Andrzej Jeziorski/MUNICH

Industrial partners in the tri-national X-31 VECTOR research programme expect the signature in March of an inter-government memorandum of understanding (MoU) signalling the restart of the successful thrust vectoring work.

Following the approval of the US portion of the programme's funding in mid-January, similar clearance is expected from the German and Swedish Governments before the MoU is signed and the programme's six-month first phase gets under way, say programme sources.

The first phase would involve the preparation and evaluation of the hardware, including the one remaining Boeing/Daimler-Benz Aerospace (Dasa)X-31A thrust vectoring research aircraft, a new thrust vectoring nozzle and air data system and the definition of overall goals for the programme.

Flight testing will begin in the second phase, which will focus on reducing the aircraft's tail size with the aim of eventual tailless flight.

According to the sources, Sweden has expressed particular interest in work on the thrust vectoring nozzle, expected to be based on General Electric's AVEN axisymmetric vectoring engine nozzle, and the integrated flight control system. JAS39 Gripen builder Saab and engine company Volvo Aero will be in the vanguard of the Swedish effort.

Germany is to focus more on designing a new advanced air data system for post stall flight, while the tailless elements of the programme will be US led.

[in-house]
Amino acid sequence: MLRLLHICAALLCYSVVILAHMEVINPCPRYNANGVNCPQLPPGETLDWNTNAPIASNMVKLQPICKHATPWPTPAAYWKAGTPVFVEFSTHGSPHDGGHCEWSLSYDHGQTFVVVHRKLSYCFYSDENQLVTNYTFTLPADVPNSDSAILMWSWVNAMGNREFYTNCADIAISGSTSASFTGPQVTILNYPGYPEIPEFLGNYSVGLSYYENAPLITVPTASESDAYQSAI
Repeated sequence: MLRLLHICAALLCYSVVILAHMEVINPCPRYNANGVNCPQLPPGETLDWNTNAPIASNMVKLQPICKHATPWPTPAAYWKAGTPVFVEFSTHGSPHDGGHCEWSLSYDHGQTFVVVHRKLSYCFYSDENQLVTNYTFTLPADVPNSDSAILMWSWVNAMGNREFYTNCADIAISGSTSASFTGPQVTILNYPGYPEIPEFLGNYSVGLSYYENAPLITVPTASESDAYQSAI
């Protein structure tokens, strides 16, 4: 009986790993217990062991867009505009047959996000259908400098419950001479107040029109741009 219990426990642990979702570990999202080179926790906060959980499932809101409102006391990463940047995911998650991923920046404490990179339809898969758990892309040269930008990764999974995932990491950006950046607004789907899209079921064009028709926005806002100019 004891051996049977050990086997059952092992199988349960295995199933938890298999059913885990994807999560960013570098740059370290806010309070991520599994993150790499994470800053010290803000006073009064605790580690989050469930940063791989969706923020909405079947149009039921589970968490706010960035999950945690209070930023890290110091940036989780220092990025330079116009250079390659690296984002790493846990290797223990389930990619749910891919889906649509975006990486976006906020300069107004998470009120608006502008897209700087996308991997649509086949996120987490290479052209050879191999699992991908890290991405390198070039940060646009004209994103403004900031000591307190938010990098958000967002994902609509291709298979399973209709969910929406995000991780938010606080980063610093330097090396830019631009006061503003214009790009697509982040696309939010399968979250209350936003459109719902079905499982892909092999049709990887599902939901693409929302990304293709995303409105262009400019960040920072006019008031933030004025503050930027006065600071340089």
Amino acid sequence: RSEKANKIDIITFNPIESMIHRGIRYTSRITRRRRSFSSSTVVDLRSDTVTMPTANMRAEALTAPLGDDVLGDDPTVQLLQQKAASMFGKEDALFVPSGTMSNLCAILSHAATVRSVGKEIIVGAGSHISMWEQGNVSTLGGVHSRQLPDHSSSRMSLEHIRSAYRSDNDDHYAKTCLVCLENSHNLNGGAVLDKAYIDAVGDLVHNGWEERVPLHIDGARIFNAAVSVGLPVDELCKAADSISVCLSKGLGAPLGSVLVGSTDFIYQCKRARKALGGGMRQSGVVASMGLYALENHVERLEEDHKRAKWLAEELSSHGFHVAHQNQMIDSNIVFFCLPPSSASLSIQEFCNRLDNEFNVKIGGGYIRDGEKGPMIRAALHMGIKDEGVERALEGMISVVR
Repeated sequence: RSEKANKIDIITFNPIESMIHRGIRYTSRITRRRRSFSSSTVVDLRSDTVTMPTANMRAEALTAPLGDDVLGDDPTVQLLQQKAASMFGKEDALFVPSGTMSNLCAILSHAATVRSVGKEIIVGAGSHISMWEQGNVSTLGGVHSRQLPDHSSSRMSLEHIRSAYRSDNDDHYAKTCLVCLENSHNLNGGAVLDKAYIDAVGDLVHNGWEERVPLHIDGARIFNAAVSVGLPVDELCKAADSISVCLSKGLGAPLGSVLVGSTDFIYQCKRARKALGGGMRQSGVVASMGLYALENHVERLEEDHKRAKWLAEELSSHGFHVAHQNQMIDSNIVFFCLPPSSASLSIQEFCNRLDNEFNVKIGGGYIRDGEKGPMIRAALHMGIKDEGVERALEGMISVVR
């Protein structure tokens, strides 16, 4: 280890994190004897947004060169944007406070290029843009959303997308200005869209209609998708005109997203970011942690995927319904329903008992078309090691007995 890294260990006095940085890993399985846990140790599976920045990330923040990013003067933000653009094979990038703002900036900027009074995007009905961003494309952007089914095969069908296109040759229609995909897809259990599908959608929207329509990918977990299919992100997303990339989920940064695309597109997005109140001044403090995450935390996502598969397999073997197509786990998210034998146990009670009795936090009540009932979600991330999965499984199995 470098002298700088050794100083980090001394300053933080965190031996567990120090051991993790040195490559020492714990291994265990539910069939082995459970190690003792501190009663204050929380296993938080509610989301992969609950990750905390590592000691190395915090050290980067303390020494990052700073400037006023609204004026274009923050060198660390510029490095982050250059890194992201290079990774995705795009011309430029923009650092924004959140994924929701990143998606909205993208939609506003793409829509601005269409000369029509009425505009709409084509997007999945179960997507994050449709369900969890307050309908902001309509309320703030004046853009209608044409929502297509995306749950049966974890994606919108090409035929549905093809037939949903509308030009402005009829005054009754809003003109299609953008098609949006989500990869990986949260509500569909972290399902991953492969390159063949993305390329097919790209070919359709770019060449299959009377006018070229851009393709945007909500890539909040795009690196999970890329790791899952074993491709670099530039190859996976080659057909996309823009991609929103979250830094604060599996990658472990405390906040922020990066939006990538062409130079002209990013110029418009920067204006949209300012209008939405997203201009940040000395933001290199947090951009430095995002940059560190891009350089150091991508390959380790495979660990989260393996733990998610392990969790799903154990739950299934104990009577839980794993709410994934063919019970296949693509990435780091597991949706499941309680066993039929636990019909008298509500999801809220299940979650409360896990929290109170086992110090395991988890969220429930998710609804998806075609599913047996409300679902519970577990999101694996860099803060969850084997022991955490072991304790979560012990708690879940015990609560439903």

The division of programme costs and workshare has yet to be finalised among the partners.

Dasa military aircraft division president Aloysius Rauen, a keen advocate of thrust vectoring, says that he would like to see the results of the VECTOR programme applied eventually to the Eurofighter EF2000 or JAS39 Gripen thrust vectoring technology demonstrators, letting Europe "-catch up with Russia" in this field.

Rauen argues that thrust vectoring has many benefits beyond those of enhanced manoeuvrability and post stall flight. These include weight and stealth gains from removing an aircraft's tail fin and improved short take off and landing performance.

The VECTOR effort is the long awaited follow-up to the X-31 Enhanced Fighter Manoeuvrability (EFM) programme, which ended in 1995. The closing phases of the project included a series of quasi-tailless flights, simulating the elimination of the aircraft's fin.

The aircraft still has half its useful life left, and has been mothballed since the completion of the EFM programme.

Source: Flight International